Granite Countertops Pros and Cons: What You Need to Know

Granite countertops

Who has dreamed of having granite countertops?

Granite is one of the most beautiful things you can put in a room. It covers such a large and visible surface area, it’s like putting on a beautiful dress or suit.

What if that nice suit was durable enough to wear for gardening? That’s what it’s like to have granite counters. They are as beautiful and durable as everyone says.

However, are there any hidden problems or costs with granite? Can you ruin it? Does it need expensive upkeep that no one talks about?

Read on to find out.

Pros of Granite Countertops


Everyone who wants granite knows why they want it. It’s beautiful, it’s natural, and it’s durable. Let’s talk about how beautiful and how durable it is.

A granite surface is so durable you can place a pan straight from the oven onto the surface and not impact it at all. If you have ever had cheaper countertops like Formica, you know this isn’t the case.

Granite is also so hard that it can’t be scratched by anything other than another piece of granite or diamond. In addition, it will not crack if you drop something on it.


You might have an idea of the type of granite you are looking for. However, what you may not know is how much variety there is in the granite world.

Granite is a natural material. The igneous rock comes in white, grey, black, and blue in an almost infinite variety of textures and patterns.

You can often see the slab you want to purchase beforehand. Some pieces have thick veins running through, making a lovely pattern, and some have a uniform, speckled pattern.

The mineral makeup of granite gives it spots of sparkle. And, you can have your granite counters finished any way you like on the edges with either a polish high-gloss look or a matte finish.


Granite is costly compared to factory-made options. You are going to end up spending up to 15% of your total renovation budget on the countertops.

That having been said, granite is not the most expensive option out there. Granite prices have come down over the years since it’s such a popular option.

There are several price points for granite. The thicker the slab and the rarer the variety, the more you will spend.

Granite countertops in kitchen

Cons of Granite Countertops

Granite does cost more than some options, but are there any hidden negatives to this material or the way it’s installed? Read on to find out.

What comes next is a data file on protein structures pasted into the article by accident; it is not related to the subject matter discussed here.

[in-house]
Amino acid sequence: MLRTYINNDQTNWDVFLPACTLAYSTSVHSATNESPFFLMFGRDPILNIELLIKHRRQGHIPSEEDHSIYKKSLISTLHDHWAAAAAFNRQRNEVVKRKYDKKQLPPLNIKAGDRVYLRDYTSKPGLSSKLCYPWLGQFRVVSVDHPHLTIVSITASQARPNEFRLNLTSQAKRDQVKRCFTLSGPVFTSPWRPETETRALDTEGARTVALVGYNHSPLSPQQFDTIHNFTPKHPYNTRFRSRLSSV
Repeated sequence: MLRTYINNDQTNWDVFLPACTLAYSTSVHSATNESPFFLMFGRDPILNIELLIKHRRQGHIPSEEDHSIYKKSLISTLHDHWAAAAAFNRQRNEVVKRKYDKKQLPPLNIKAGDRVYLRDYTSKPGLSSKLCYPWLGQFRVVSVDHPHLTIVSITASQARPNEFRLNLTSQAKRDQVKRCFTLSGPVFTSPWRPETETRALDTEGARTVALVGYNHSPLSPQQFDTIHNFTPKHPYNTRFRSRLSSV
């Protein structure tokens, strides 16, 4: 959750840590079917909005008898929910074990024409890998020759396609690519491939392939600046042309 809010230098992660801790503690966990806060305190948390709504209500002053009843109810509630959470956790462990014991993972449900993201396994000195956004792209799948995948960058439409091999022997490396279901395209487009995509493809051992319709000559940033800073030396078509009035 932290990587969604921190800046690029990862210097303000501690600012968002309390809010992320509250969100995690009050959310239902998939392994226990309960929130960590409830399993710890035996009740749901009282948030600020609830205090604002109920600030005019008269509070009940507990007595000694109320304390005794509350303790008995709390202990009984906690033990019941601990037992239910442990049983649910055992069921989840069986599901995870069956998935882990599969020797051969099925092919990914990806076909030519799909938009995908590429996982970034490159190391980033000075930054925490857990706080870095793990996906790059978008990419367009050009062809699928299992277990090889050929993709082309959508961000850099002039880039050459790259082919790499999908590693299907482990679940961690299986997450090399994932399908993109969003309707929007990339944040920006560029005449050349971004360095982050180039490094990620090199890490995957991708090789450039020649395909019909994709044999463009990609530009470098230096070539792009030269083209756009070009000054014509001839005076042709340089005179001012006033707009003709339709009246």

Some homeowners don’t like the inevitable fact that granite countertops will usually involve seams. Since fabricators have to cut custom pieces out of a single slab, there will be seams somewhere.

Typically, installers are good at putting seams in unobtrusive places. However, if you are going for a uniform look, the seams might bother you. You can combat this and lower the price by putting granite on one area only – like an island.

Cold Temperature

Since granite immediately soaks up the warmth of anything that touches it – including human skin – it feels cold to the touch.

Many people expect this of stone and don’t mind it, but it can be uncomfortable for guests sitting at your island. Put a stick-on heating pad under the overhang to combat this problem.

The other thing to remember if you are in the habit of putting hot pans directly on the stone: that spot is going to stay warm for a while. Unsuspecting guests and children could get burned.


While granite won’t crack under ordinary wear and tear, it can chip – especially on the edges – if you drop something heavy on it. Not to worry.

The fabricators can usually fix small breaks like this, which can’t be said for other materials.


Yes, granite is porous. You might be aware of the porosity of marble, but it’s true of granite too.

If your new counters aren’t sealed or aren’t sealed well enough, they can soak up acidic liquids like wine and have a permanent stain. If you want to keep them pristine, make sure they come sealed and have them re-sealed once a year.

Not DIY Friendly

Maybe it goes without saying? Granite is not a DIY friendly option. It’s so heavy; it takes a team of people to move it and install it. It takes special tools and training to cut and finish a piece of granite to make it look perfect in a particular kitchen.

The good news is, you probably don’t want to DIY your kitchen makeover. It’s the most technical room in the house.

Bringing it Home

Granite does have a few drawbacks. However, it continues to be one of the most popular options for many good reasons.

Do you live in Southeast Michigan? Interested in having your kitchen remodeled and granite countertops? Please give us a call. We would be honored to help!

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